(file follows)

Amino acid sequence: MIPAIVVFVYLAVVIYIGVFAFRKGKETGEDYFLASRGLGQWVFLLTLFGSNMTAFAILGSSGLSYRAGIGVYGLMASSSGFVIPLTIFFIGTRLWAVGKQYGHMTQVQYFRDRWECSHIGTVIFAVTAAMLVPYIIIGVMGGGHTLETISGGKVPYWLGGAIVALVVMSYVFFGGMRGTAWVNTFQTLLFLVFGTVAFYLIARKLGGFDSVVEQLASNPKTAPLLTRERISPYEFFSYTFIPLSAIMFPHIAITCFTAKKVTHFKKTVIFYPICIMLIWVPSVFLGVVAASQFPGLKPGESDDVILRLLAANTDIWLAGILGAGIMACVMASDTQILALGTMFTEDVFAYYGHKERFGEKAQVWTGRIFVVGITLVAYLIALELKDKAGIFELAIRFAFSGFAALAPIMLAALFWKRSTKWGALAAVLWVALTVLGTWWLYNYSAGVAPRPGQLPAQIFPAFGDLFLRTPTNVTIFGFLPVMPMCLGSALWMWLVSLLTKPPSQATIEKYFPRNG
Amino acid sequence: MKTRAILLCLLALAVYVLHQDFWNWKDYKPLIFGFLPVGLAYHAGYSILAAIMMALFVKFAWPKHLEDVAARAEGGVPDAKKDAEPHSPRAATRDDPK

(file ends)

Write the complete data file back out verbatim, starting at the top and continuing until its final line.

Amino acid sequence: MIPAIVVFVYLAVVIYIGVFAFRKGKETGEDYFLASRGLGQWVFLLTLFGSNMTAFAILGSSGLSYRAGIGVYGLMASSSGFVIPLTIFFIGTRLWAVGKQYGHMTQVQYFRDRWECSHIGTVIFAVTAAMLVPYIIIGVMGGGHTLETISGGKVPYWLGGAIVALVVMSYVFFGGMRGTAWVNTFQTLLFLVFGTVAFYLIARKLGGFDSVVEQLASNPKTAPLLTRERISPYEFFSYTFIPLSAIMFPHIAITCFTAKKVTHFKKTVIFYPICIMLIWVPSVFLGVVAASQFPGLKPGESDDVILRLLAANTDIWLAGILGAGIMACVMASDTQILALGTMFTEDVFAYYGHKERFGEKAQVWTGRIFVVGITLVAYLIALELKDKAGIFELAIRFAFSGFAALAPIMLAALFWKRSTKWGALAAVLWVALTVLGTWWLYNYSAGVAPRPGQLPAQIFPAFGDLFLRTPTNVTIFGFLPVMPMCLGSALWMWLVSLLTKPPSQATIEKYFPRNG
Amino acid sequence: MKTRAILLCLLALAVYVLHQDFWNWKDYKPLIFGFLPVGLAYHAGYSILAAIMMALFVKFAWPKHLEDVAARAEGGVPDAKKDAEPHSPRAATRDDPK